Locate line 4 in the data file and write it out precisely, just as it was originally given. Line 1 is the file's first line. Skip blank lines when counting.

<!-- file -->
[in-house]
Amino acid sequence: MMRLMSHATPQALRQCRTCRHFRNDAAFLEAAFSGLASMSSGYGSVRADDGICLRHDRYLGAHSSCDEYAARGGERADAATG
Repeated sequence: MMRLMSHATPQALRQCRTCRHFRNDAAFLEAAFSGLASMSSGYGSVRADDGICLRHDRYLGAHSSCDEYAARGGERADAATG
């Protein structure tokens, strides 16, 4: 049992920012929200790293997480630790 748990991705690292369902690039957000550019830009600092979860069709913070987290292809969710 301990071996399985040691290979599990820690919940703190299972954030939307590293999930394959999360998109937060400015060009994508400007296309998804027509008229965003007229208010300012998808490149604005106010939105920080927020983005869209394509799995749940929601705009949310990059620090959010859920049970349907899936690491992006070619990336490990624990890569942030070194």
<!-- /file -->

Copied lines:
């Protein structure tokens, strides 16, 4: 049992920012929200790293997480630790 748990991705690292369902690039957000550019830009600092979860069709913070987290292809969710 301990071996399985040691290979599990820690919940703190299972954030939307590293999930394959999360998109937060400015060009994508400007296309998804027509008229965003007229208010300012998808490149604005106010939105920080927020983005869209394509799995749940929601705009949310990059620090959010859920049970349907899936690491992006070619990336490990624990890569942030070194």